Scientologists 'tried to stop' The Master film
Scientologists in Hollywood tried to derail a movie inspired by the religion's founder, its studio claims.
Unnamed Scientologists applied "lots of pressure" to stop The Master being made and have it changed once filming began, studio head Harvey Weinstein said.
The film's director Paul Thomas Anderson has stated that The Master was partly based on L Ron Hubbard, who founded Scientology in the 1950s.
The Church of Scientology has denied trying to block the film.
Weinstein told BBC News: "We've had pressure and we've resisted pressure. Originally people said to me 'don't make it'. Lots of pressure.
"And then, as we were making it, we had pressure to change it. Paul's not doing that and I didn't think he chose me [to work with] because I was going to acquiesce either."
The movie tells the story of a cult leader known as The Master, played by Philip Seymour Hoffman, and a troubled World War II veteran, played by Joaquin Phoenix, who is drawn into his world.
It won awards for acting and directing after its premiere at the Venice Film Festival and is seen as an early contender for The Oscars.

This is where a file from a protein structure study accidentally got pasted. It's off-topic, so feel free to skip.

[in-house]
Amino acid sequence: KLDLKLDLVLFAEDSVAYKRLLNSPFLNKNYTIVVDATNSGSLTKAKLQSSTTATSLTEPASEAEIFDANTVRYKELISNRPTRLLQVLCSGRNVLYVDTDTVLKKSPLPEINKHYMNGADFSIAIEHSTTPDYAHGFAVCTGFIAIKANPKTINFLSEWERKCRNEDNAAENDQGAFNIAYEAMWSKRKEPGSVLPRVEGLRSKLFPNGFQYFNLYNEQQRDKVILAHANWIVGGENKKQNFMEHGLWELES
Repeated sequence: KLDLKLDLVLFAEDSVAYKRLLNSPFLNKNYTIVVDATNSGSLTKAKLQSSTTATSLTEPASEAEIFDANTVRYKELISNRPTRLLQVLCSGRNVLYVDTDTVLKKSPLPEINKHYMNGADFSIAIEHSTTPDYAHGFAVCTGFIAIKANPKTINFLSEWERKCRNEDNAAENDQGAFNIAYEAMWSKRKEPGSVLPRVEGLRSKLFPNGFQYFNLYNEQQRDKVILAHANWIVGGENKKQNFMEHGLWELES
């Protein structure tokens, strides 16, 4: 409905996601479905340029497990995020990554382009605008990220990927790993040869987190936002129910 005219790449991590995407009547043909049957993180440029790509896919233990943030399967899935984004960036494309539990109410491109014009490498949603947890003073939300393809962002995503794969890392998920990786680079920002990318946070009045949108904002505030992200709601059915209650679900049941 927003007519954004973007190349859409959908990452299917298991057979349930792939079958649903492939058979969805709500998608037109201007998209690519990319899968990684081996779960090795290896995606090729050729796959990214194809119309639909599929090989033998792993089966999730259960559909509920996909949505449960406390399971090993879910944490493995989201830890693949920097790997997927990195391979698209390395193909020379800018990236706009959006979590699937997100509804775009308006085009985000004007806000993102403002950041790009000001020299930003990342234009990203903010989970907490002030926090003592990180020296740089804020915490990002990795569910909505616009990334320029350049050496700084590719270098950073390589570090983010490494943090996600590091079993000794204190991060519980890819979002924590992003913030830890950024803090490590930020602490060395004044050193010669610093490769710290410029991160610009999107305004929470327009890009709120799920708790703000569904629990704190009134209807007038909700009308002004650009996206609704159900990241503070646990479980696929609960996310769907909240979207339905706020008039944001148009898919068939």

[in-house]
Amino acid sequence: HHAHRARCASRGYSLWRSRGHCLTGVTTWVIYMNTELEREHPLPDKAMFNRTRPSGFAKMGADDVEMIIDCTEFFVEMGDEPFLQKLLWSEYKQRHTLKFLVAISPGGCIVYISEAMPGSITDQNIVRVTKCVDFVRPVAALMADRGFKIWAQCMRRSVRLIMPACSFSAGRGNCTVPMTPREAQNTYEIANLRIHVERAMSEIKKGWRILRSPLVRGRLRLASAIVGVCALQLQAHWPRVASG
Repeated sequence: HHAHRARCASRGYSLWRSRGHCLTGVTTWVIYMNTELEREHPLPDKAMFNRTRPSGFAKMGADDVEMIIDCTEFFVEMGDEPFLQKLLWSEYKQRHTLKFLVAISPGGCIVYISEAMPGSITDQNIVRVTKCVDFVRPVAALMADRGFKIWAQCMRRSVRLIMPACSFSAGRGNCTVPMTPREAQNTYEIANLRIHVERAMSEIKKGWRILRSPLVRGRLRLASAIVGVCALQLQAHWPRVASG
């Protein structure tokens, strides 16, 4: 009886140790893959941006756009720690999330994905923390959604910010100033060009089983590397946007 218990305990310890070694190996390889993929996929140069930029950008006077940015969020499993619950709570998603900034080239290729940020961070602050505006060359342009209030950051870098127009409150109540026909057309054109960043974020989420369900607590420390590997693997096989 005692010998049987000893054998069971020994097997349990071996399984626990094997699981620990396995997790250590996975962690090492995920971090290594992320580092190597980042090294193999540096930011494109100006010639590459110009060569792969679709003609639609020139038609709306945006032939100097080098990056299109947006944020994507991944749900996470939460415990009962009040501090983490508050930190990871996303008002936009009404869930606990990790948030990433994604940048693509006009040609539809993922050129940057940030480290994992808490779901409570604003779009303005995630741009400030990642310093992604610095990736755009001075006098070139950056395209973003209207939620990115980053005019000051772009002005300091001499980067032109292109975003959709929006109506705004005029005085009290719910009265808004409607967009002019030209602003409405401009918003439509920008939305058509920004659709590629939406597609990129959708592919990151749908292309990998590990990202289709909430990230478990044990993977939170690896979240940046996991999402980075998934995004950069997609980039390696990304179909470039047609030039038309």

Asked about the reaction from Scientologists in Hollywood, Weinstein said: "I'm not going to get into names, but they feel strongly that they think it's a religion and as such they think the subject matter shouldn't be explored.
"Paul Thomas Anderson admitted in Venice that it was about L Ron Hubbard and the early days of his teaching and the creation of Scientology. But that's not all there is in the movie."
The film is also about the impact of fighting in World War II on the armed forces, he said.
"That's what attracted me to this script - my dad saw combat in World War II and he never got over it. It's about the journey that Joaquin Phoenix's character goes through, trying all sorts of things.
"I'm not sure how Scientologists will react. So far, without seeing it, it's negative - so I just urge people to go see it and then they can react." Weinstein is a producer and distributor who has worked on films including Pulp Fiction and The King's Speech.
The Church of Scientology, meanwhile, have denied any suggestion that it had attempted to block the making of The Master and pointed to earlier statements in which the film-makers distanced themselves from the movement.
"The movie is a work of fiction and the director, producer and actors have said so," a Church of Scientology spokesperson said.
"For example, Paul Thomas Anderson is quoted as saying: 'This is a fabricated story: pure fiction.' And Philip Seymour Hoffman is quoted saying: 'It's not a Scientology movie.' There is nothing more to say about the matter."
Prominent Scientologists include Tom Cruise, John Travolta, Juliette Lewis and Priscilla Presley.
Paul Thomas Anderson recently said he had held a screening of The Master for Cruise, with whom he worked on the 1999 film Magnolia.
"Yes, I have shown him the film, and yes, we are still friends," Anderson said. "The rest is between me and Tom."